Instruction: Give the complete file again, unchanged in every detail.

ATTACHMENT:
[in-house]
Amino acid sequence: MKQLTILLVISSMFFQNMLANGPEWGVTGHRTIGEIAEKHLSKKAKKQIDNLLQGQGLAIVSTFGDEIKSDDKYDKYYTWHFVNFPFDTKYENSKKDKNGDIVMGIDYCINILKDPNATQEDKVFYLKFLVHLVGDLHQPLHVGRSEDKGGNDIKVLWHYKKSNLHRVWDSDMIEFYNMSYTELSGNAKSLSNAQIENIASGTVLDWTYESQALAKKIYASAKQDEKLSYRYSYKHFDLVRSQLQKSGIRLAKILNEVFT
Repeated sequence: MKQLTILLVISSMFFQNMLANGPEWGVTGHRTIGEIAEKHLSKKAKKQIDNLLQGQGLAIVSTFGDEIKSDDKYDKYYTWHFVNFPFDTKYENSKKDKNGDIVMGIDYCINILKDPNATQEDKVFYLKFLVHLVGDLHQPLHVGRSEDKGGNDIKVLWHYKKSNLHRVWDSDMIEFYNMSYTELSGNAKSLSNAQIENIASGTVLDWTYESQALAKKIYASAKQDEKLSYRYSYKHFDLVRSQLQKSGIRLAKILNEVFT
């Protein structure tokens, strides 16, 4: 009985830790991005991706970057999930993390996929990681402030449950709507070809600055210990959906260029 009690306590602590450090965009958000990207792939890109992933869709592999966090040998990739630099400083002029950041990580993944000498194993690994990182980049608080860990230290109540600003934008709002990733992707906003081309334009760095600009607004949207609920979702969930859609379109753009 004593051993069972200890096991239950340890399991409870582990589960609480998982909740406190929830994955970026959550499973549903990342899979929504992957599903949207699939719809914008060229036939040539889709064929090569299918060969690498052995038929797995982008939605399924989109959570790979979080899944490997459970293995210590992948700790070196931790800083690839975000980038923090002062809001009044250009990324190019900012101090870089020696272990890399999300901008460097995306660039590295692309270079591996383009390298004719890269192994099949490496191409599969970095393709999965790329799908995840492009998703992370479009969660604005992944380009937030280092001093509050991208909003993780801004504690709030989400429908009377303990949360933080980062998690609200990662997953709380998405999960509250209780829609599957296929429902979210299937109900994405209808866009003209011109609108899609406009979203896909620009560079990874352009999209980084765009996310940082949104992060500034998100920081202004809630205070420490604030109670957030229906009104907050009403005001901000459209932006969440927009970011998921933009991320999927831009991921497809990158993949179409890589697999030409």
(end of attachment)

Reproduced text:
[in-house]
Amino acid sequence: MKQLTILLVISSMFFQNMLANGPEWGVTGHRTIGEIAEKHLSKKAKKQIDNLLQGQGLAIVSTFGDEIKSDDKYDKYYTWHFVNFPFDTKYENSKKDKNGDIVMGIDYCINILKDPNATQEDKVFYLKFLVHLVGDLHQPLHVGRSEDKGGNDIKVLWHYKKSNLHRVWDSDMIEFYNMSYTELSGNAKSLSNAQIENIASGTVLDWTYESQALAKKIYASAKQDEKLSYRYSYKHFDLVRSQLQKSGIRLAKILNEVFT
Repeated sequence: MKQLTILLVISSMFFQNMLANGPEWGVTGHRTIGEIAEKHLSKKAKKQIDNLLQGQGLAIVSTFGDEIKSDDKYDKYYTWHFVNFPFDTKYENSKKDKNGDIVMGIDYCINILKDPNATQEDKVFYLKFLVHLVGDLHQPLHVGRSEDKGGNDIKVLWHYKKSNLHRVWDSDMIEFYNMSYTELSGNAKSLSNAQIENIASGTVLDWTYESQALAKKIYASAKQDEKLSYRYSYKHFDLVRSQLQKSGIRLAKILNEVFT
């Protein structure tokens, strides 16, 4: 009985830790991005991706970057999930993390996929990681402030449950709507070809600055210990959906260029 009690306590602590450090965009958000990207792939890109992933869709592999966090040998990739630099400083002029950041990580993944000498194993690994990182980049608080860990230290109540600003934008709002990733992707906003081309334009760095600009607004949207609920979702969930859609379109753009 004593051993069972200890096991239950340890399991409870582990589960609480998982909740406190929830994955970026959550499973549903990342899979929504992957599903949207699939719809914008060229036939040539889709064929090569299918060969690498052995038929797995982008939605399924989109959570790979979080899944490997459970293995210590992948700790070196931790800083690839975000980038923090002062809001009044250009990324190019900012101090870089020696272990890399999300901008460097995306660039590295692309270079591996383009390298004719890269192994099949490496191409599969970095393709999965790329799908995840492009998703992370479009969660604005992944380009937030280092001093509050991208909003993780801004504690709030989400429908009377303990949360933080980062998690609200990662997953709380998405999960509250209780829609599957296929429902979210299937109900994405209808866009003209011109609108899609406009979203896909620009560079990874352009999209980084765009996310940082949104992060500034998100920081202004809630205070420490604030109670957030229906009104907050009403005001901000459209932006969440927009970011998921933009991320999927831009991921497809990158993949179409890589697999030409």